Multiple reports confirm that two explosions in the departure hall of Brussels Zaventem airport killed at least 11 people and dozens more injured Tuesday morning.
Another explosion in Brussels less than an hour later at Maalbeek Metro station killed at least 20, and early reports indicated 55 more were injured, officials said Tuesday morning. By Tuesday evening local time, the death toll from the explosions in the city had risen to at least 34, with 230 total people injured.
The Islamic State has claimed responsibility for the attack, Reuters reported. So far, two brothers have been identified as suicide bombers, with a will found stashed in an airport trashcan, the Associated Press reported.
(Editor's note: The following photos contain graphic footage of the aftermath of Tuesday's attacks. View with discretion.)
After the deadly explosion at Zaventem, another explosion took place at Maalbeek Metro station during morning rush hour in the heart of Brussels, just steps away from the headquarters of the European Union.
"There are victims, serious injury, people have died. I have no idea yet on the numbers of injured or dead," Christian De Coninck, a spokesman for the Brussels police, told the Associated Press.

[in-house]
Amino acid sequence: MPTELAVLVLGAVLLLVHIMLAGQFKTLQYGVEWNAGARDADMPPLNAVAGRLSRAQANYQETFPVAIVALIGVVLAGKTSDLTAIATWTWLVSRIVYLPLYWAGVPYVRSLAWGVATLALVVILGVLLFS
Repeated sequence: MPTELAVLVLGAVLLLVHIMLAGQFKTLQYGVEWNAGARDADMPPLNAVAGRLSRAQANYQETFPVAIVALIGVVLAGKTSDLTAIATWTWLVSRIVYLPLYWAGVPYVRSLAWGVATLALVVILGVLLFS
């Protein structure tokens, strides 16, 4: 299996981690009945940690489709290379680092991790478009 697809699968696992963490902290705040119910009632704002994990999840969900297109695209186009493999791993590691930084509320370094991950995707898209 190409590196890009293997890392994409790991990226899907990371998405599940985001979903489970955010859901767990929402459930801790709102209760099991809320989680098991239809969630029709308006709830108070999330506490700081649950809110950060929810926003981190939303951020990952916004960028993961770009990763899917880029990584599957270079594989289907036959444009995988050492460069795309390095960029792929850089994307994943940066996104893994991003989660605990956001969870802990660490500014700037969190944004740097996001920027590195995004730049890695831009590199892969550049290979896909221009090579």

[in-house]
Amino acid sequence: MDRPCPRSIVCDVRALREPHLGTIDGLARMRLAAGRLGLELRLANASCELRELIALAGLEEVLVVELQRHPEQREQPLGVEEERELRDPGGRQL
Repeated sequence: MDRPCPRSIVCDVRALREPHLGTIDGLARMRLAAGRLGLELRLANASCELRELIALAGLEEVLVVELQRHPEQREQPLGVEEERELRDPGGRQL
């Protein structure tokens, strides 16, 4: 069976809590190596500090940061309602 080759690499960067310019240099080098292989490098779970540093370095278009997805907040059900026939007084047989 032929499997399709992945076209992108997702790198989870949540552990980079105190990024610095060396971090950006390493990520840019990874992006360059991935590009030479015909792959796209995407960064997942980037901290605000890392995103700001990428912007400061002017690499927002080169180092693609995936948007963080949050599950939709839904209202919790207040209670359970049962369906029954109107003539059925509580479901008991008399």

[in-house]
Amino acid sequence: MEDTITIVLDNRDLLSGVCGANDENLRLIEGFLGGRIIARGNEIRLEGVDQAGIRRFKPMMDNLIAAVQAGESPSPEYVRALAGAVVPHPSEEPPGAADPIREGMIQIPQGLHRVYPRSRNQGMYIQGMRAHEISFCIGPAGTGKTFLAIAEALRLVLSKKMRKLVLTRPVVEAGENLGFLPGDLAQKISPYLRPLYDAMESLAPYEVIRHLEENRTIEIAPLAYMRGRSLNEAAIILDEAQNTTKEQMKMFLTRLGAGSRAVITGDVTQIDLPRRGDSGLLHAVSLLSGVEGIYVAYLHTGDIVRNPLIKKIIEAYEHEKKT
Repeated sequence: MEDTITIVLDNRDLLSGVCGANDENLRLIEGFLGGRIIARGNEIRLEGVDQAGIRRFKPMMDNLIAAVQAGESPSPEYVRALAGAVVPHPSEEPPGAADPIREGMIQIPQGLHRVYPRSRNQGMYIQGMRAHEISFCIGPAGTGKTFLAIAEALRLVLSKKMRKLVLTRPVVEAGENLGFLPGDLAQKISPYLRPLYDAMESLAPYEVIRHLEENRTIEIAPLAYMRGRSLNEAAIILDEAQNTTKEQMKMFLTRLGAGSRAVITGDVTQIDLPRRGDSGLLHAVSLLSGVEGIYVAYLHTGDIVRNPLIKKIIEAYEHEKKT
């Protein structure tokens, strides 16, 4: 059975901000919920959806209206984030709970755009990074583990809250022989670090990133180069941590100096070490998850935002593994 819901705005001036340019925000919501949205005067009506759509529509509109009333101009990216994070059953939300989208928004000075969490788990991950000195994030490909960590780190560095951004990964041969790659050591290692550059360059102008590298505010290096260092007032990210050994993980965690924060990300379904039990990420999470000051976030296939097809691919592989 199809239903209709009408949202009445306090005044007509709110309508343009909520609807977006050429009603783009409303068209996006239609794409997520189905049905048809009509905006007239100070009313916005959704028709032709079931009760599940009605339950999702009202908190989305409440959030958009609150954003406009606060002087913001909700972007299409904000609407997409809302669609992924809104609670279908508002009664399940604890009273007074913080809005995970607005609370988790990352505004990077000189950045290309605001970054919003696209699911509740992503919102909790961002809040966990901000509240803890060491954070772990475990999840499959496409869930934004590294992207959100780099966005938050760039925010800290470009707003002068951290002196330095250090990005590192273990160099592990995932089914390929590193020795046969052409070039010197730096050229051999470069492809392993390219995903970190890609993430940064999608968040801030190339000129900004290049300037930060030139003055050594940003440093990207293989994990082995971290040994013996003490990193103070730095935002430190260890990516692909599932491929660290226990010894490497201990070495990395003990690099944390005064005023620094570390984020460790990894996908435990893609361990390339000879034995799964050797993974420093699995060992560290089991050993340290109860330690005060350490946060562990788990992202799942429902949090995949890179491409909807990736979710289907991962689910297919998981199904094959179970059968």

STIB, the train operator, reported early on that at least 15 were killed and 55 more were injured in the Maalbeek blast, according to Bloomberg. Later in the day, the BBC estimated about 20 deaths and 106 injuries at Maalbeek.
"The metro was leaving Maalbeek subway station when there was a really loud explosion," a witness named Alexandre Brans told the AP while reportedly wiping blood from his face. "It was panic everywhere. There were a lot of people in the metro."
The timing of the blasts occurs just four days after Paris attack suspect Salah Abdeslam was shot and arrested in the Molenbeek district of Brussels.
Hours after the explosion at Maalbeek, a blast at a third location in Brussels from "a controlled explosion of a suspect package" was reported by multiple outlets.
AFP reports that Belgium has raised the terror threat level to its highest.
"What we feared has happened,'' Belgian Prime Minister Charles Michel said at a press conference Tuesday, adding that authorities are worried there will be more attacks. "There are many dead, many injured. We realize we face a tragic moment. We have to be calm and show solidarity."
March 23, 2016, 10:48 a.m.: This story has been updated.